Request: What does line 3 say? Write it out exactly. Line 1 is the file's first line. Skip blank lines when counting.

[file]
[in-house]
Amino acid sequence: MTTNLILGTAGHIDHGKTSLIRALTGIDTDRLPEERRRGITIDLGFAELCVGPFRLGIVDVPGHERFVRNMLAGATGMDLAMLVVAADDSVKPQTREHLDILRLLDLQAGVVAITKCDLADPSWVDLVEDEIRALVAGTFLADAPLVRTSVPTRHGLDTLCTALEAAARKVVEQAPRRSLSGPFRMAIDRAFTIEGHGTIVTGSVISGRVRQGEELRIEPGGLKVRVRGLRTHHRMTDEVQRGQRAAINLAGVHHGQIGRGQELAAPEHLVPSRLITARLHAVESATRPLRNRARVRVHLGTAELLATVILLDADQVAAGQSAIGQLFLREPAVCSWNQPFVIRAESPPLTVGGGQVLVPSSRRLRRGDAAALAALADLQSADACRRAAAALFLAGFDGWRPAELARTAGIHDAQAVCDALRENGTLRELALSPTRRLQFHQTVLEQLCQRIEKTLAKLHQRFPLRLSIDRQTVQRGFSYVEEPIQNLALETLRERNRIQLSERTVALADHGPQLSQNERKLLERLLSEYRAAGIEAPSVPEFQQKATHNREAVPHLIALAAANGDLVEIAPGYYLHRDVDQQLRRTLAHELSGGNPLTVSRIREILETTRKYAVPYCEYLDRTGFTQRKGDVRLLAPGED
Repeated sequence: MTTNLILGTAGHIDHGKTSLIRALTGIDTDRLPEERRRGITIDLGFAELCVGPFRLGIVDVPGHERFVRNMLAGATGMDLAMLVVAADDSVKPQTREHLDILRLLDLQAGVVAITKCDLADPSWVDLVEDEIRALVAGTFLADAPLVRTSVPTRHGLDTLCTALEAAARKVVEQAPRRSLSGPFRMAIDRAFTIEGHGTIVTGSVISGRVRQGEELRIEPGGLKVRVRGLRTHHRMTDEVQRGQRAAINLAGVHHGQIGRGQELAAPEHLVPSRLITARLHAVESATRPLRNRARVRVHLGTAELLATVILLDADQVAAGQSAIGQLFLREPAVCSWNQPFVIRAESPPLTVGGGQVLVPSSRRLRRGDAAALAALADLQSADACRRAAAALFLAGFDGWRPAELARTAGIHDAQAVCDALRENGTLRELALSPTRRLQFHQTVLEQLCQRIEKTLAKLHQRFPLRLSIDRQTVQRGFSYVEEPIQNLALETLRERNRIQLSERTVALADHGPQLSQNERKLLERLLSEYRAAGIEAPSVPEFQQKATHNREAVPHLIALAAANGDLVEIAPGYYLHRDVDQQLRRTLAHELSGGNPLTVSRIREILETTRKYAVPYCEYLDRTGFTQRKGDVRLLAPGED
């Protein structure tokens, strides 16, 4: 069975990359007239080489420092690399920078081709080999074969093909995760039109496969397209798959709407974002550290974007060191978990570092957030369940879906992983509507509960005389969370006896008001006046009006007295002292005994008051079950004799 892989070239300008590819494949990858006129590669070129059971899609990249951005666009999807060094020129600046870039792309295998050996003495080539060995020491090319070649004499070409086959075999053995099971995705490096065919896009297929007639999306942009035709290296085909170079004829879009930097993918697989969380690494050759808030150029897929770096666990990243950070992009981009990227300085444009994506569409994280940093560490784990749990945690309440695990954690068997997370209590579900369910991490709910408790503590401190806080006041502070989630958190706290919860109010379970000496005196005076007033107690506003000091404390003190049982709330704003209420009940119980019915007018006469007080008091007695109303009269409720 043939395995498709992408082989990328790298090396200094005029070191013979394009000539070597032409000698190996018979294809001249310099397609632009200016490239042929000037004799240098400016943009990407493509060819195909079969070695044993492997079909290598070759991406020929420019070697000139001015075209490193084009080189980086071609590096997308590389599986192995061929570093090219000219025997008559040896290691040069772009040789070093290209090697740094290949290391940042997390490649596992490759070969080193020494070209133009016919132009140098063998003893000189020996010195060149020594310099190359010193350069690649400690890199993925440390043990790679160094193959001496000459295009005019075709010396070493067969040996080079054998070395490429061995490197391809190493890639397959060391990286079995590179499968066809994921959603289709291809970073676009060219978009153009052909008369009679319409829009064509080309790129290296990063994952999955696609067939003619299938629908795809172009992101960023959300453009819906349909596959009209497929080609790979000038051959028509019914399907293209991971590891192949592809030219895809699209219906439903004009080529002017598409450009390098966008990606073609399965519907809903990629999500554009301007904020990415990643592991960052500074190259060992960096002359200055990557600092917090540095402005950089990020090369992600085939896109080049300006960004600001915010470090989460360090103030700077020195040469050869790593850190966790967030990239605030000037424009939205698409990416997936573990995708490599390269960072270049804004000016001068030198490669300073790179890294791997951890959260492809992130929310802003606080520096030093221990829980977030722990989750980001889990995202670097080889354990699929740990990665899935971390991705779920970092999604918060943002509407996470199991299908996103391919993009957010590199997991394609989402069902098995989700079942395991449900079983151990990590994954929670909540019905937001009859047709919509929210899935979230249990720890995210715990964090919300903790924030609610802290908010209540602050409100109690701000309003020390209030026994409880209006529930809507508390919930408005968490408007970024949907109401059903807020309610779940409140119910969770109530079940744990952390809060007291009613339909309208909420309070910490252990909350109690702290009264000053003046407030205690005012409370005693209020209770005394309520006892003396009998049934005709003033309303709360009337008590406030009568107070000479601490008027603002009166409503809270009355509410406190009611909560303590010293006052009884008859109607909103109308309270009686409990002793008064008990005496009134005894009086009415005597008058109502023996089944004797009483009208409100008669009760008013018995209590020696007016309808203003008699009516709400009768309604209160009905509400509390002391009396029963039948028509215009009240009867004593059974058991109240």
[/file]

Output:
Repeated sequence: MTTNLILGTAGHIDHGKTSLIRALTGIDTDRLPEERRRGITIDLGFAELCVGPFRLGIVDVPGHERFVRNMLAGATGMDLAMLVVAADDSVKPQTREHLDILRLLDLQAGVVAITKCDLADPSWVDLVEDEIRALVAGTFLADAPLVRTSVPTRHGLDTLCTALEAAARKVVEQAPRRSLSGPFRMAIDRAFTIEGHGTIVTGSVISGRVRQGEELRIEPGGLKVRVRGLRTHHRMTDEVQRGQRAAINLAGVHHGQIGRGQELAAPEHLVPSRLITARLHAVESATRPLRNRARVRVHLGTAELLATVILLDADQVAAGQSAIGQLFLREPAVCSWNQPFVIRAESPPLTVGGGQVLVPSSRRLRRGDAAALAALADLQSADACRRAAAALFLAGFDGWRPAELARTAGIHDAQAVCDALRENGTLRELALSPTRRLQFHQTVLEQLCQRIEKTLAKLHQRFPLRLSIDRQTVQRGFSYVEEPIQNLALETLRERNRIQLSERTVALADHGPQLSQNERKLLERLLSEYRAAGIEAPSVPEFQQKATHNREAVPHLIALAAANGDLVEIAPGYYLHRDVDQQLRRTLAHELSGGNPLTVSRIREILETTRKYAVPYCEYLDRTGFTQRKGDVRLLAPGED